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Anticipiate the Unexpected with These Semi-Truck Safety Tips

Semi-truck drivers are crucial in powering the economic engine of America as they spend countless hours cruising across the highways ensuring that timely delivery of products are made. However, the long hours driving on traffic-packed or treacherous roads in all types of weather places the health and safety of drivers at risk. In 2016, Time magazine ranked truck driving as the 8th most dangerous job in America. Therefore, to reduce accidents and fatalities, observing and reviewing these important semi-truck safety tips can mean the difference between a successful delivery and one that is fraught with danger.

Ensure Preventative Maintenance Is Done

Semi-truck drivers' livelihood is dependent on their vehicle's performance. Performing a daily check on the fluid levels, horn and, especially, the brakes can detect a problem that could otherwise significantly increase the risk of an accident if left undetected.

Avoid Tailgating

A fully-loaded semi-truck requires a significant amount to time and distance to come to a complete stop, especially on a downward-sloping road. Having enough space between your truck and the next vehicle will offer a chance to slow down and adjust your course in case an unexpected event occurs ahead of you.

Change Lanes Only When Necessary

It can be frustrating for semi-truck drivers who are either stuck behind someone who is traveling well under the speed limit or watching smaller passenger vehicles zip in and out of traffic in front of them, often unexpectedly. However, the sheer size of a semi-truck and its associated large blind spots increases the risk significantly when changing lanes. Staying in your original lane will protect you against legal consequences in the event an accident occurs as the other vehicle will be deemed at fault.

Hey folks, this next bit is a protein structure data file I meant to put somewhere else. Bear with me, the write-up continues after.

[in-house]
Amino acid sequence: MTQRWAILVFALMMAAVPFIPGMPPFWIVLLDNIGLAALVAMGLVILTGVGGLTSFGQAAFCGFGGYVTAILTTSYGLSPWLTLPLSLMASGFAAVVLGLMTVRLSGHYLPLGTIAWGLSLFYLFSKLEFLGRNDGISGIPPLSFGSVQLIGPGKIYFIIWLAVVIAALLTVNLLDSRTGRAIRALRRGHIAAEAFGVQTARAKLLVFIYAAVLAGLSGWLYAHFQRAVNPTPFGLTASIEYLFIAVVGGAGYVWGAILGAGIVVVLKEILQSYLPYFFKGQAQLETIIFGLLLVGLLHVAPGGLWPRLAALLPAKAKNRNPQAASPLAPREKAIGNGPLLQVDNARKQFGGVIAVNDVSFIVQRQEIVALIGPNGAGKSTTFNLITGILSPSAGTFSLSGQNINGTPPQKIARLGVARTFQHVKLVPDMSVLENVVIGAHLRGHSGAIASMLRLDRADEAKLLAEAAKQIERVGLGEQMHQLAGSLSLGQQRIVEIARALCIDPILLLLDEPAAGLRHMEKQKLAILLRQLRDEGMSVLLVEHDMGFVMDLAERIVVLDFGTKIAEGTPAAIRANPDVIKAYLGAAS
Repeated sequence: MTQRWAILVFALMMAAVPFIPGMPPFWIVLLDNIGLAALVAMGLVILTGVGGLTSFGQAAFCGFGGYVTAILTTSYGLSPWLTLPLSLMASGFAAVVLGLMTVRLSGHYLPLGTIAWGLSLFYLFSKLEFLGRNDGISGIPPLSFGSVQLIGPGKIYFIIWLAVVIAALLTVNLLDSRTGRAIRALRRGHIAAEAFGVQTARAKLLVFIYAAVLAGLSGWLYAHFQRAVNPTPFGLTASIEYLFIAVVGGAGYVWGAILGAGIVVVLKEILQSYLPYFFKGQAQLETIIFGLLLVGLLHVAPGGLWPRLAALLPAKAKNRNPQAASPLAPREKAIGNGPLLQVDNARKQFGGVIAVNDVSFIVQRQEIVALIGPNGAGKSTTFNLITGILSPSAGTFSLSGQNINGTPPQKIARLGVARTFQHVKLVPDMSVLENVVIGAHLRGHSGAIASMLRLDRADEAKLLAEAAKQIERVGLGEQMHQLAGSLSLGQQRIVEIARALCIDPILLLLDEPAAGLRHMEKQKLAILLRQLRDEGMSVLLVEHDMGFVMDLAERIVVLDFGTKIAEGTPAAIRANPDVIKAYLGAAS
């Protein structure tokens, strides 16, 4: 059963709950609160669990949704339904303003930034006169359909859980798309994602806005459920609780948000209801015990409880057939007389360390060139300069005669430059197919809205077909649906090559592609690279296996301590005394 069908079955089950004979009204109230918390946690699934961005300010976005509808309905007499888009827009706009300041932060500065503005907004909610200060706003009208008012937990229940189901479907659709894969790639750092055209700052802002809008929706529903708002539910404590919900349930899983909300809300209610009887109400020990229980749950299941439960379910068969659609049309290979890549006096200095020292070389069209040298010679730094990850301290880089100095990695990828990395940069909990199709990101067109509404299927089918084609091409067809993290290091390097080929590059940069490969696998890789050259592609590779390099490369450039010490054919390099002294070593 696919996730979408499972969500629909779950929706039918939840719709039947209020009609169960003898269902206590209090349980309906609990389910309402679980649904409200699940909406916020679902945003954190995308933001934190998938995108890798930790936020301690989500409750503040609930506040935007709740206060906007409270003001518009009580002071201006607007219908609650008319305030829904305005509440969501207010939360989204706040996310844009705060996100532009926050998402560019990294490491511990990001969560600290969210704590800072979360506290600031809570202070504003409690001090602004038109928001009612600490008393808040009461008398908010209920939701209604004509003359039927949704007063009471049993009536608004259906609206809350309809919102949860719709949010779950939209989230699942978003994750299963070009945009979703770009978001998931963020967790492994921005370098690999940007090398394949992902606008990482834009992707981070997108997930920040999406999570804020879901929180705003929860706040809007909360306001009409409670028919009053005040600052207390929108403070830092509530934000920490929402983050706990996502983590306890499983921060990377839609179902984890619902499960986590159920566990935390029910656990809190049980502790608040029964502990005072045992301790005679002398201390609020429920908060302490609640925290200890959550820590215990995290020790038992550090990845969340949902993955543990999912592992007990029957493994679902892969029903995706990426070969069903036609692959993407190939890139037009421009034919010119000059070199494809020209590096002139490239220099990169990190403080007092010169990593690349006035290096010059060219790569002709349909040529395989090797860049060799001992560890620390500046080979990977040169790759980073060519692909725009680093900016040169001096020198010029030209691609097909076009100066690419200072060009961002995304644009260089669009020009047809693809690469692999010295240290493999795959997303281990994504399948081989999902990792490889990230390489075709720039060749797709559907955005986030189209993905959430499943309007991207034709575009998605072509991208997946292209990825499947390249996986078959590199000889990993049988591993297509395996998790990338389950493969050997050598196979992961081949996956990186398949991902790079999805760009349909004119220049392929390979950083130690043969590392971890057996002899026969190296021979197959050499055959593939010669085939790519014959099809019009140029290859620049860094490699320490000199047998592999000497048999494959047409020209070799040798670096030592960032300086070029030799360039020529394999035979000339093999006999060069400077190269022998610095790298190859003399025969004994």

Slow Down in Work Zones

Highway construction, especially on interstates, can prevent semi-truck drivers with a number of risks. First, merging vehicles from off-ramps can appear unexpectedly prompting a quick course correction. Second, the reduced road width typically found in a construction zone provides much less room for error, especially if driving at elevated speeds.

Get Proper Rest

Driving for long hours affects a driver's alertness and reflexes increasing the possibility of an accident. Taking a break every four hours to stretch and walk around along with getting at least seven hours of sleep at night will increase a driver's awareness and provide a chance to perform an impromptu check for any obvious problem conditions such as leaking oil or tire damage.

All of us at Michigan Truck And Equipment hope all drivers remain safe.

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